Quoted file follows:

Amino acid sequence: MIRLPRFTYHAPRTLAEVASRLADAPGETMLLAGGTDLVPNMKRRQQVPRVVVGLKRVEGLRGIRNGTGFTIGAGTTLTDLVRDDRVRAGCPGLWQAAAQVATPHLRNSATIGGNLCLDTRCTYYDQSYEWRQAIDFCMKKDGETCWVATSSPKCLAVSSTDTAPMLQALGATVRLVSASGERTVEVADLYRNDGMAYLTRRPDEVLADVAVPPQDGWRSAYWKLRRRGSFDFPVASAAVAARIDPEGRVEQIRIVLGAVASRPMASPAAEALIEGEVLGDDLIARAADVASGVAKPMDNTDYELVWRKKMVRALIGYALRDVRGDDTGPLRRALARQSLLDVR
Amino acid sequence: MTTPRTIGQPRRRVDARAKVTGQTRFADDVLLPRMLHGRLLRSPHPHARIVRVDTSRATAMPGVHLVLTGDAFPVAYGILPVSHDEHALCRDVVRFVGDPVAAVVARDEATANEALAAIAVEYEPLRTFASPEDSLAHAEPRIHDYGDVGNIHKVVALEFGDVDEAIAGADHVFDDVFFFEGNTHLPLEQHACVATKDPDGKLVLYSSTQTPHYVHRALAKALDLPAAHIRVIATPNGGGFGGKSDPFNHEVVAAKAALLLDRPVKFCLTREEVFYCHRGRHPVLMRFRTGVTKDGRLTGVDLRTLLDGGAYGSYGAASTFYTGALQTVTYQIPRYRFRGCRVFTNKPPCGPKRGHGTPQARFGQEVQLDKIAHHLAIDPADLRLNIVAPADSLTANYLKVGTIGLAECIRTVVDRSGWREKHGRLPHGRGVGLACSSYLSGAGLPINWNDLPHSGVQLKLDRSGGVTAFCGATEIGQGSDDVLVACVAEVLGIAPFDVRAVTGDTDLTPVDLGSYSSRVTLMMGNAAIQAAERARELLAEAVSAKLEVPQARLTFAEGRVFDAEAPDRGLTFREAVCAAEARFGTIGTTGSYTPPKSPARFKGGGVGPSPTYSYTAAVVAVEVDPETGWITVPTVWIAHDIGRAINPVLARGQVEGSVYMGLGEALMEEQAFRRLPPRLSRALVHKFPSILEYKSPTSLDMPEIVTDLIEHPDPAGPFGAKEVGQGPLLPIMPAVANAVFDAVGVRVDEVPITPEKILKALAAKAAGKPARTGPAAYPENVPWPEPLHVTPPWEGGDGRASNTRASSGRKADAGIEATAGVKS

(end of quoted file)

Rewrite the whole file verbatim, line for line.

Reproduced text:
Amino acid sequence: MIRLPRFTYHAPRTLAEVASRLADAPGETMLLAGGTDLVPNMKRRQQVPRVVVGLKRVEGLRGIRNGTGFTIGAGTTLTDLVRDDRVRAGCPGLWQAAAQVATPHLRNSATIGGNLCLDTRCTYYDQSYEWRQAIDFCMKKDGETCWVATSSPKCLAVSSTDTAPMLQALGATVRLVSASGERTVEVADLYRNDGMAYLTRRPDEVLADVAVPPQDGWRSAYWKLRRRGSFDFPVASAAVAARIDPEGRVEQIRIVLGAVASRPMASPAAEALIEGEVLGDDLIARAADVASGVAKPMDNTDYELVWRKKMVRALIGYALRDVRGDDTGPLRRALARQSLLDVR
Amino acid sequence: MTTPRTIGQPRRRVDARAKVTGQTRFADDVLLPRMLHGRLLRSPHPHARIVRVDTSRATAMPGVHLVLTGDAFPVAYGILPVSHDEHALCRDVVRFVGDPVAAVVARDEATANEALAAIAVEYEPLRTFASPEDSLAHAEPRIHDYGDVGNIHKVVALEFGDVDEAIAGADHVFDDVFFFEGNTHLPLEQHACVATKDPDGKLVLYSSTQTPHYVHRALAKALDLPAAHIRVIATPNGGGFGGKSDPFNHEVVAAKAALLLDRPVKFCLTREEVFYCHRGRHPVLMRFRTGVTKDGRLTGVDLRTLLDGGAYGSYGAASTFYTGALQTVTYQIPRYRFRGCRVFTNKPPCGPKRGHGTPQARFGQEVQLDKIAHHLAIDPADLRLNIVAPADSLTANYLKVGTIGLAECIRTVVDRSGWREKHGRLPHGRGVGLACSSYLSGAGLPINWNDLPHSGVQLKLDRSGGVTAFCGATEIGQGSDDVLVACVAEVLGIAPFDVRAVTGDTDLTPVDLGSYSSRVTLMMGNAAIQAAERARELLAEAVSAKLEVPQARLTFAEGRVFDAEAPDRGLTFREAVCAAEARFGTIGTTGSYTPPKSPARFKGGGVGPSPTYSYTAAVVAVEVDPETGWITVPTVWIAHDIGRAINPVLARGQVEGSVYMGLGEALMEEQAFRRLPPRLSRALVHKFPSILEYKSPTSLDMPEIVTDLIEHPDPAGPFGAKEVGQGPLLPIMPAVANAVFDAVGVRVDEVPITPEKILKALAAKAAGKPARTGPAAYPENVPWPEPLHVTPPWEGGDGRASNTRASSGRKADAGIEATAGVKS